PHIL TAYLOR led the tributes as Dave Clark announced he was stepping down as Sky Sports main darts presenter.
Popular Clark has fronted coverage of the sport on the satellite channel since replacing Jeff Stelling in 2002.
The Yorkshireman was diagnosed with Parkinson’s disease in 2011 but has raised more than £500,000 for the charity Parkinson’s UK.
Clark tweeted: “It’s been an AMAZING journey but now it’s time to bow out of Sky Sports Darts.
“Twenty-two years on Sky, nearly 10 years with Parkinson’s. Brilliant memories, brilliant people. Just stopping doing the live darts…NOT
giving up on life. 100% my decision.”
Taylor, the 16-time world darts champion, said: “What an honour and a
privilege to work with such a courageous man for twenty years.
“Dave, welcome to retirement. You have earned it.”
The Leeds United fan started out as a radio broadcaster, covering the Olympics and football World Cup, before he joined the original Sky Sports News presentation team.
During his time covering oche action, he has seen the sport grow commercially and in popularity – especially as the PDC World Darts Championship switched from the Essex Circus Tavern venue to Ally
Pally in north London.
Clark said: “When I was diagnosed with Parkinson’s, a ‘specialist’ said
I’d only be able to present live sport for two or three more years.
“Nearly a decade after that diagnosis, I can still present live television, on stage, in front of 10,000 people.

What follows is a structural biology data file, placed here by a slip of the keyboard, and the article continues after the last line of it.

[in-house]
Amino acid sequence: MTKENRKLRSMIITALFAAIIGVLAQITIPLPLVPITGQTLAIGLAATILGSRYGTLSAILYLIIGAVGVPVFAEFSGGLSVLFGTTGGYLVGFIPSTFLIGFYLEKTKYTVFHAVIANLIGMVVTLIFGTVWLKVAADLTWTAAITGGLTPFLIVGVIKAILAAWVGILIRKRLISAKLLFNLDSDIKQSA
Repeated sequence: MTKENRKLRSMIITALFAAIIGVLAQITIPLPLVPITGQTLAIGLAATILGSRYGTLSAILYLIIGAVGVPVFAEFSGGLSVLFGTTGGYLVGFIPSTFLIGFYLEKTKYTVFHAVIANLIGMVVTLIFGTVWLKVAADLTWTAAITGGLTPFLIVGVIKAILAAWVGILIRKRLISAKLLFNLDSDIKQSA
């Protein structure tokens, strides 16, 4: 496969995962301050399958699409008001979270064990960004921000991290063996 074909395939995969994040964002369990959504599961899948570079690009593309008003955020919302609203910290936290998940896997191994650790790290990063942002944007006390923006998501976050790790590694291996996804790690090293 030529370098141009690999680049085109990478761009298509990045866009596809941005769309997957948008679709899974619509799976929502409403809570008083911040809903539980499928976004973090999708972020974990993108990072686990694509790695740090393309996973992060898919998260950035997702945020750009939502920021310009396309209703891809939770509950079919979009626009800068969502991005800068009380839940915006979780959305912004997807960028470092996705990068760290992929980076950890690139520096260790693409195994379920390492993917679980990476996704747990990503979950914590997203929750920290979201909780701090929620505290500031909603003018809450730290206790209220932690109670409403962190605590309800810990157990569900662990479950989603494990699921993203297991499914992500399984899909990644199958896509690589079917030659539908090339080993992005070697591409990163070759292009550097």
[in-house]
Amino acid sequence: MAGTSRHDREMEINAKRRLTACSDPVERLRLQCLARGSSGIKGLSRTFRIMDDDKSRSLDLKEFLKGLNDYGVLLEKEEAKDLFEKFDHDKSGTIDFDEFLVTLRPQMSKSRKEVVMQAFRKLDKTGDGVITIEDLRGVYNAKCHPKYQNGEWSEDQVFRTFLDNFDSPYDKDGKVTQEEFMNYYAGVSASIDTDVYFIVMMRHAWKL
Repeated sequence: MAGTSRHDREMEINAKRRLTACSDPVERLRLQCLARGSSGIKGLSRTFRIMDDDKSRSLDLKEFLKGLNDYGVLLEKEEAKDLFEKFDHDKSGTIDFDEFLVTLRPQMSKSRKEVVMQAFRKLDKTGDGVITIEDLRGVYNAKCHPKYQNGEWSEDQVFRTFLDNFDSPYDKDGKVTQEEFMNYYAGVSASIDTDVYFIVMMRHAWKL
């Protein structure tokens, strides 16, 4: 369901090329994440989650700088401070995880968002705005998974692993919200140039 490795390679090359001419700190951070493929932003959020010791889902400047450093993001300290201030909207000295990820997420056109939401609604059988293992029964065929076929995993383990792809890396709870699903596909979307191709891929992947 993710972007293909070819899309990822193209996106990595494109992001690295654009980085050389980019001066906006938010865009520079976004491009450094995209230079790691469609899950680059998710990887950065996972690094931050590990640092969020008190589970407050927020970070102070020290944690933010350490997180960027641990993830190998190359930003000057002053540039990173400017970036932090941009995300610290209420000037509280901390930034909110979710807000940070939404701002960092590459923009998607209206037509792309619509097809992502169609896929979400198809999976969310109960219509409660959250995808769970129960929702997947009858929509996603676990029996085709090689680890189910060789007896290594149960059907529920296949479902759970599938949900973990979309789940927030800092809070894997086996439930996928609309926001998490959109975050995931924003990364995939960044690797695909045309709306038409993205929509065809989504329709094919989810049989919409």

“I’ve decided I want to stop now, still in control, still able to do the job, still able to enjoy it.
“The last thing I want is for someone to throw in the towel for me or for darts fans to feel uncomfortable or sorry for me as my Parkinson's progresses.
“Lockdown has given us all a lot of time to think, on occasions too much time, but it’s given me time to sort out my priorities. Family comes first.
“I’m keen to spend more days with my wife and two sons. Time is a real luxury that so many have been denied during this difficult period.
“I'm NOT giving up on life, just stopping doing the darts. I intend to
keep busy, writing a book about my time presenting during some of the
sport's greatest years.
“I’m hoping to stay involved in broadcasting in some capacity and will
continue to raise awareness of Parkinson’s and fundraising to find a
cure through my chosen charity Parkinson's UK.”
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